The Christmas and New Year’s holiday is supposed to be a time of peace, joy and love. Yet, more and more people find it to be an extremely stressful anxious and even dreaded time instead. The advertisements and movies all show loving happy families, a house fully trimmed out with the nicest decorations imaginable and a mountain of gifts under the tree. The reality is that there are very few people who experience a Christmas that lives up to this vision.
In fact, for many, the added financial burden of decorations, gifts and even the holiday dinner pushes their limits to cope. Perhaps already stretched to cope with regular day to day expenses, the mere thought of how to also finance this year’s Christmas brings tears and a sense of hopelessness. The thought of disappointing others, especially your children, is overwhelming.
For others, the holiday blues are triggered knowing there is the traditional family get-together coming up. That time of peace and love that is actually bickering, arguing and dragging up the past. A time when adults often revert back to childish behavior and roles, particularly when the gathering is at the parents’ or family home. There is jealousy, old wounds that haven’t been allowed to heal, guilt and a sense of obligation. Bringing your partner into the fray makes you anxious and worried.
For people without partners, the holidays often amplify the sense of being alone because there is so much focus on the family unit in the media, marketing and movies. This often leads to increased feelings of loneliness futility or hopelessness for those desperately wanting a relationship. Recent widows and widowers, relive their lost loved ones through flashbacks to holidays when their partners were still with them.
So, how do we create a season of good tidings and joy for ourselves? One of the most effective strategies is to start with changing your focus from looking at what you don’t have or can’t have and implementing a gratitude perspective instead. Pause for a moment right now and identify three things you are grateful for, no matter how big or how small. And, yes, you can find three things so look around physically, look in the mirror, look at your social or work network. I am grateful for my freckles now even though I didn’t appreciate them when I was younger. They add to my uniqueness. I am grateful for being able to write. I am grateful for the clerk at the fruit stand down the street for her cheerfulness. Commit to identifying three things you are grateful for every night before you fall asleep and see how this helps shift the holiday blues.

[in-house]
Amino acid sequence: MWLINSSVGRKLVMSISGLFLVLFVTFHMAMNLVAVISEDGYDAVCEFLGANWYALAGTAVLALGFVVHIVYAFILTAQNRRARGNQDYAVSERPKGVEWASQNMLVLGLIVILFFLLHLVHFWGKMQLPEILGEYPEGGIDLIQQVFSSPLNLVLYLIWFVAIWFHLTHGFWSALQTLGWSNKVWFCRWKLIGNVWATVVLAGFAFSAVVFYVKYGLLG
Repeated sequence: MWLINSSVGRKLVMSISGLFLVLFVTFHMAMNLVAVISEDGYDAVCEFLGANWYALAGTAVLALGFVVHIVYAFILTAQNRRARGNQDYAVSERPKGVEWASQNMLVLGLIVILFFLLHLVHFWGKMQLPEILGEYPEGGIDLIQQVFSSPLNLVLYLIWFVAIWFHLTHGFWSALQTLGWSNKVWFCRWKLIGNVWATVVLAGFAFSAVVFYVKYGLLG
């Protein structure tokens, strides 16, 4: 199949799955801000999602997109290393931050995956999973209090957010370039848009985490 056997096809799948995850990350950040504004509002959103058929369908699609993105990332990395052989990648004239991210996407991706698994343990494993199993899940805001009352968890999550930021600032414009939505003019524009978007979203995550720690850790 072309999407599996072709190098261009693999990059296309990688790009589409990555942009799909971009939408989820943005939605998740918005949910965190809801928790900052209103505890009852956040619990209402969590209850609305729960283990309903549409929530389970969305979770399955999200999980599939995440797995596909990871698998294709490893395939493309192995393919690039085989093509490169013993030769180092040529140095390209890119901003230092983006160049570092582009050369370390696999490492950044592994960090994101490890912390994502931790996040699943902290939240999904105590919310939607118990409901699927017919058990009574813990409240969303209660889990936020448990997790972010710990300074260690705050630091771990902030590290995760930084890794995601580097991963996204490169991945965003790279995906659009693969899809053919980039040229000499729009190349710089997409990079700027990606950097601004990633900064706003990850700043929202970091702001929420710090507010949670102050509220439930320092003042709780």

A second strategy for shifting your mood is to set an intention for being each morning when you wake up. Before getting out of bed, decide and choose how you want to be today. By choosing how you want to be or show up for the day, you create an intention that impacts everything you do that day. For example, you may choose to see the worst the season has to offer and be blue. Or, you can choose to be calm today and let things roll off rather than stick to you. You can also choose to be joyful and notice acts of joy throughout the day. And, by the way, choosing not to choose is also a choice.
These two simple techniques can be extremely effective in shifting a person’s mood. Sometimes, additional tools and support is required. Support groups and counseling for anxiety, financial management, depression and family dynamics are also often helpful. The psychologists at Centre for Human Potential offer support and strategies to help you manage and move forward. Referrals are not required to see a psychologist. However, Medicare may cover some or all of the cost of your psychologist visit. For further information, please visit our website.
Lisa Kunde has ten years experience working as a psychologist with adults in both private and public hospital settings (oncology, palliative care, chronic pain, cardio-pulmonary, psychiatric and alcohol and other drugs units).